There are few things in the world of wine more divisive than Chardonnay. The same grape, treated in different ways produces wine with almost zero similarities to each other. One end of the spectrum is rich, oaky and buttery, while the opposite end is fresh, light and acidic. And while many wine drinkers are familiar with the rich and creamy version of Chardonnay, they have no idea there is a fresh, non-oaked version, made from the same grape, waiting for them to enjoy.

The divisiveness of Chardonnay can be attributed to the “butter bombs” that flooded the wine market in the ’80s and ’90s. These wines were aggressively oaked, displaying strong flavors of butter, toasted marshmallows, wood, and vanilla. Malolactic fermentation, which happens when a wine is aged in oak barrels, has been around for hundreds of years. It adds additional texture, body, and flavors to the wine. For many wine drinkers, an oaky, buttery Chardonnay was their first taste of this popular grape. And if it wasn’t their style, they ruled out Chardonnay all together.

While there is no shame in enjoying a glass of wine so buttery that you could almost pour it over a bowl of popcorn, there is another side of Chardonnay that is bright, acidic, delicate and most importantly, delicious.

Similar to the signature grape of Oregon, Pinot Noir, Chardonnay also comes from the Burgundy region of France. Burgundy and the Willamette Valley are located on similar latitudes on the globe, so it makes sense that the same grapes planted in both regions produce amazing wine.

As Oregon winemakers have started to hone in on this versatile grape, they’ve gained a reputation for creating unique and exciting versions of Chardonnay. Many Oregon winemakers are producing unoaked wines that are excitedly crisp and aromatic, others are looking to connect to the history of the white grape of Burgundy, and are applying just a kiss of oak to the wine.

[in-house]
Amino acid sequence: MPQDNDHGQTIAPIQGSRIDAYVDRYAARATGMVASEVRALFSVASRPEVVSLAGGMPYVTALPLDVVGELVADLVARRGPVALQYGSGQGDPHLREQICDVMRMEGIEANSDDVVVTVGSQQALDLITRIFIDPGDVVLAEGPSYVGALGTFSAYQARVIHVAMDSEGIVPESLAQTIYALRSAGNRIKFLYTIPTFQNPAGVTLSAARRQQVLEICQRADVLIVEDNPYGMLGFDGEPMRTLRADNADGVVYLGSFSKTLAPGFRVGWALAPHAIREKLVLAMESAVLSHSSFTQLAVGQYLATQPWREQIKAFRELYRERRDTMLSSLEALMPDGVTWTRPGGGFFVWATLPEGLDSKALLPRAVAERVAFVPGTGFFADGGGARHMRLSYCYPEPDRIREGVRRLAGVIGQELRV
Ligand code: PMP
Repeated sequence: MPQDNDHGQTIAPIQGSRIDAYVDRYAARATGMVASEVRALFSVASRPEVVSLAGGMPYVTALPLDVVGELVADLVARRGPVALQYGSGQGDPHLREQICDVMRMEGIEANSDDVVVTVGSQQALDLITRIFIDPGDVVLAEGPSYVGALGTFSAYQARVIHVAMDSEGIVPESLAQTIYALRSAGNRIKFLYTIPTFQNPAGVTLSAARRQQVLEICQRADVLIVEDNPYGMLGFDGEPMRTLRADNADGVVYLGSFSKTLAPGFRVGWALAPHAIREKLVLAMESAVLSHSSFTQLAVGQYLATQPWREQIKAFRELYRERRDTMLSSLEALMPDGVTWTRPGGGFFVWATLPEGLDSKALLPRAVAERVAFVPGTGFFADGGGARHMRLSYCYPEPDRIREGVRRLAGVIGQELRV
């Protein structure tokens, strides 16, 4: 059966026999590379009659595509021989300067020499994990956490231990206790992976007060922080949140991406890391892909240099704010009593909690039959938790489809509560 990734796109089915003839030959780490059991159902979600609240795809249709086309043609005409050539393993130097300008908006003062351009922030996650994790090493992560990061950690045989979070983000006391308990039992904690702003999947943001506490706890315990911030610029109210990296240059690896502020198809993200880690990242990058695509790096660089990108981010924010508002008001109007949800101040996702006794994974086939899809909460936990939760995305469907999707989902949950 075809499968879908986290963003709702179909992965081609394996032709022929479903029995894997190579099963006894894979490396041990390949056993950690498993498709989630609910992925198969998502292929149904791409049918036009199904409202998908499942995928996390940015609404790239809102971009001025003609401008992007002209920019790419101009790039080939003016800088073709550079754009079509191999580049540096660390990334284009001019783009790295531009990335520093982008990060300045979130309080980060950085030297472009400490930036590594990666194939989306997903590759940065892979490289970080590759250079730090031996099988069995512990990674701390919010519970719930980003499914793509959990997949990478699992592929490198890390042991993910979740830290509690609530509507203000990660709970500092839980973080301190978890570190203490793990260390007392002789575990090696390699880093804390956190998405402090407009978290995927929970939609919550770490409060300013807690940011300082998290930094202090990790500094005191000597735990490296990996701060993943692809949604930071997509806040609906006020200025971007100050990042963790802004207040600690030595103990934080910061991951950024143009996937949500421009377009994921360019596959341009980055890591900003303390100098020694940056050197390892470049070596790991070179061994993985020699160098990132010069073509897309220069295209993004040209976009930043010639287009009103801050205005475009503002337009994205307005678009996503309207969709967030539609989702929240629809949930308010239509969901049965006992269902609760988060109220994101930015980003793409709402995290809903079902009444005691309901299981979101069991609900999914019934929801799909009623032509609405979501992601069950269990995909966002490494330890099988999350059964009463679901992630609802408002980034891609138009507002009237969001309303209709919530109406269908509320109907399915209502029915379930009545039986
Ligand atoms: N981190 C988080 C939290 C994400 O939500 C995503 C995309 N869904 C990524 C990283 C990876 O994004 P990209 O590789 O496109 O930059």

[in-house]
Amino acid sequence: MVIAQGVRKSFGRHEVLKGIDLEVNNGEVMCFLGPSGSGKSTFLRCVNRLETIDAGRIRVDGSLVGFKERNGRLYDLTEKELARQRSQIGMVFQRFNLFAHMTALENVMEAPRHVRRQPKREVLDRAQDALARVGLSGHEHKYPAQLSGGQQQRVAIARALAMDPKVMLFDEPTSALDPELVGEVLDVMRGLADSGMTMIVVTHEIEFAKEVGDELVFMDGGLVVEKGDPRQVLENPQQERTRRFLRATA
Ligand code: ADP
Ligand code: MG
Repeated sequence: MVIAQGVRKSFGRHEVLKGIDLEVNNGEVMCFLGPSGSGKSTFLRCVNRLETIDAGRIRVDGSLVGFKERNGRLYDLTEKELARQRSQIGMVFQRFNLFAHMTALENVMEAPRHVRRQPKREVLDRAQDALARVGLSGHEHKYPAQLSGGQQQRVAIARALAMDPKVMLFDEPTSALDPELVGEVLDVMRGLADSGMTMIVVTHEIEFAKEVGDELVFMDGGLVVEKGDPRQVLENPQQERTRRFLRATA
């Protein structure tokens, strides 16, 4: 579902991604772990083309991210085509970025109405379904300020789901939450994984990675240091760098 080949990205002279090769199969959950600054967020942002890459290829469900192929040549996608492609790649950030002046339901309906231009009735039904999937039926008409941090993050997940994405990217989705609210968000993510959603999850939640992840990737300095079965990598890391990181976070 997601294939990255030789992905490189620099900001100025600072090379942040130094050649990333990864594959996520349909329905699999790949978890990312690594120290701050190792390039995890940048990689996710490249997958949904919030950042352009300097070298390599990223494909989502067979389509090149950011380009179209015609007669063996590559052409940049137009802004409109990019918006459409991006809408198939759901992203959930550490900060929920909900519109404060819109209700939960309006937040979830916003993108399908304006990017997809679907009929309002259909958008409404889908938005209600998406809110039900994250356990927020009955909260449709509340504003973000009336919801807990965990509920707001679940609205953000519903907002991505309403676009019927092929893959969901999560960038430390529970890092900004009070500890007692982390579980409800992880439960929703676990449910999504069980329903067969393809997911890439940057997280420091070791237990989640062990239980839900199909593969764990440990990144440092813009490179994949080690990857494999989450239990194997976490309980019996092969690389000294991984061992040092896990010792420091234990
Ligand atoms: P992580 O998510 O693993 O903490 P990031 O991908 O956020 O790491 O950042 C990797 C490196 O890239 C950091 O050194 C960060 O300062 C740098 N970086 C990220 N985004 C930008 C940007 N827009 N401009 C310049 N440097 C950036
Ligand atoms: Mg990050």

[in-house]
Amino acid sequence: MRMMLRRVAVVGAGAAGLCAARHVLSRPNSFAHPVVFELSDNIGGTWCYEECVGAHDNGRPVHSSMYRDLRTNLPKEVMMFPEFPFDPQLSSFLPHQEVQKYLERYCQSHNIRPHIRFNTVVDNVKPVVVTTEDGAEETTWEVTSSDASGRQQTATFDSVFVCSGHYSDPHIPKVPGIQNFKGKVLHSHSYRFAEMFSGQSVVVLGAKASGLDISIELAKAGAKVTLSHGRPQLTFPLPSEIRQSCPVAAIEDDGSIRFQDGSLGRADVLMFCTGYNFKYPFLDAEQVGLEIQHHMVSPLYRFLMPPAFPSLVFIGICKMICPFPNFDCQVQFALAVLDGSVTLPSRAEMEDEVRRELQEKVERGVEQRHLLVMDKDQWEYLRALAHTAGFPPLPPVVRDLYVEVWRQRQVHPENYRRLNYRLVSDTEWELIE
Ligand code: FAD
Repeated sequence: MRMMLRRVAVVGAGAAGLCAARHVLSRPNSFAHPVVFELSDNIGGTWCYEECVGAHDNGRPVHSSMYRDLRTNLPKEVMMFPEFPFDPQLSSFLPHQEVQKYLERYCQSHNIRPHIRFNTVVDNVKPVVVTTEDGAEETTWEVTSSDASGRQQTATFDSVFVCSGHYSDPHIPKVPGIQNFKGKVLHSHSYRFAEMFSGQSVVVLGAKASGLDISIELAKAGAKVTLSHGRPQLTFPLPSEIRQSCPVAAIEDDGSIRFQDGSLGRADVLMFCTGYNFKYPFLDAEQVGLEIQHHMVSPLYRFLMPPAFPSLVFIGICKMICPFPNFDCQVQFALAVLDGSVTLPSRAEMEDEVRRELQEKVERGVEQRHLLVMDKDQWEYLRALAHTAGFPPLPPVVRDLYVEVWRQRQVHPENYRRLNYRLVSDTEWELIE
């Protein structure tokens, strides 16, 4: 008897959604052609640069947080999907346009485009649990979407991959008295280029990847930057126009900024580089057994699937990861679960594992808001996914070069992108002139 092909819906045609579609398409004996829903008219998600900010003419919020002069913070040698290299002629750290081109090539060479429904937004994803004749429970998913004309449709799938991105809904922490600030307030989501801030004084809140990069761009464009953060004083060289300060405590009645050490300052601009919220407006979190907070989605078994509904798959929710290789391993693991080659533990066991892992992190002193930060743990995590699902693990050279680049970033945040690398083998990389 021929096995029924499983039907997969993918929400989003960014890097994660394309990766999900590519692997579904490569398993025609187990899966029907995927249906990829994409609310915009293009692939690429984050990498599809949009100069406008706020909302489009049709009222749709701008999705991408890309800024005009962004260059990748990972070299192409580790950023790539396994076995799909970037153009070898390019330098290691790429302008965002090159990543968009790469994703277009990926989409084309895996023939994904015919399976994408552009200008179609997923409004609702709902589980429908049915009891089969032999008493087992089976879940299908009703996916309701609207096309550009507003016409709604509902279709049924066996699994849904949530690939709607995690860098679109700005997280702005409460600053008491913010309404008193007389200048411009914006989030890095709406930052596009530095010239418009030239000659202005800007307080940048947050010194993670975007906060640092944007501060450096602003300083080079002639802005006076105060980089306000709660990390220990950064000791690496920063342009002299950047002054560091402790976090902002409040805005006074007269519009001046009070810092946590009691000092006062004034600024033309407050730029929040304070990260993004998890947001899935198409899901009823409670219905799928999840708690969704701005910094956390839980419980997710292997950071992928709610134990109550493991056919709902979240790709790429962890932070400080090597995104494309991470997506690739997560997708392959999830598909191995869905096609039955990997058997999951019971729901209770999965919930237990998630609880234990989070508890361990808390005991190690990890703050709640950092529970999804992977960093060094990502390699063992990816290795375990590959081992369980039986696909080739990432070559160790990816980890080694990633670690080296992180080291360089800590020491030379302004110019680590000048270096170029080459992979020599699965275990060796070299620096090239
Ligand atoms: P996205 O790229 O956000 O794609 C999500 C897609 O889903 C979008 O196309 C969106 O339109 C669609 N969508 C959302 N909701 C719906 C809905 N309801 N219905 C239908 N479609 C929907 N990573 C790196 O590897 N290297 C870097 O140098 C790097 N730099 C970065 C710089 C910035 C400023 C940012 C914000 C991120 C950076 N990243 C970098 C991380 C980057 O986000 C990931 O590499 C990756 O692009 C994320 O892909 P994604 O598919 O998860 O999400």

If you ever (are lucky enough to) find yourself with two different glasses of Chardonnay in front of you, you will notice that the oaked version is more full-bodied. It will appear a bit darker in color and more viscous than its unoaked counterpart. But even unoaked Chardonnay is categorized as medium-bodied.


Though Chardonnay can display many big flavors, it falls relatively low on the sweetness scale. Even oaked Chardonnays that have notes of desserts like toffee, butterscotch, and crème brûlée, they aren’t necessarily sugary sweet, but rich and creamy.  


Tannins in wine come from the grape skins and seeds. Since white wine is macerated and fermented without the skins, the astringent bitterness from tannins is not present in white wine. Aging wine in oak can sometimes add tannic characteristics to a wine, but Chardonnay is still very low on the tannin scale.

Medium to High-Acid

The acid level of a Chardonnay is directly related to how it is treated. Oaked Chardonnays will display much lower acid compared to a Chardonnay that doesn’t see any oak. As unoaked Chardonnays from Oregon are starting to make a splash with wine drinkers across the country, many drinkers note its pleasant brightness and acidity.

Medium Alcohol

Chardonnay bottles can range from 13.5-15% ABV (Alcohol by Volume.) Oaked Chardonnays will be just a tad bit higher in alcohol than unoaked.


If it hasn’t become obvious yet, Chardonnays can taste very different from each other. Unoaked versions can display bright fruit notes such as lemon, yellow apple, pear star fruit and pineapple. Oaked versions will have more richness in its fruit notes, along with vanilla, pie crust, butter, and burnt sugar.

When shopping for Chardonnay, it is very important to look for tasting descriptions on the bottle or surrounding labels. “Minerally, fresh and crisp” will describe unoaked wine, while “buttery, rich, and brioche” will describe oaked wine. But the easiest thing to do when drinking at a winery or shopping at a wine shop is to ask! A good winemaker, bartender or wine shop employee should easily be able to tell you what kind of Chardonnay they have to offer.

Pairing Suggestions

Seafood is a great option for both oaked and unoaked Chardonnay. Raw oysters with unoaked Chardonnay is a classic pairing, as is lobster and shellfish paired with a rich and buttery oaked Chardonnay.

Semi-soft cow and goat’s milk cheeses are delicious served with a glass of any style of Chardonnay.

Whether you are looking for a Chardonnay dripping in butter or dancing with acidity, you can find it all in Oregon. Check out all the Chardonnay options Willamette Valley has to offer.



Oregon Wine Board – 2017 Oregon Vineyard and Winery Census Report

Wine Enthusiast – Shining a Spotlight on Oregon Chardonnay

Robb Report – A New Kind of Chardonnay

Wine Folly – Chardonnay Wine Guide: Something For Everyone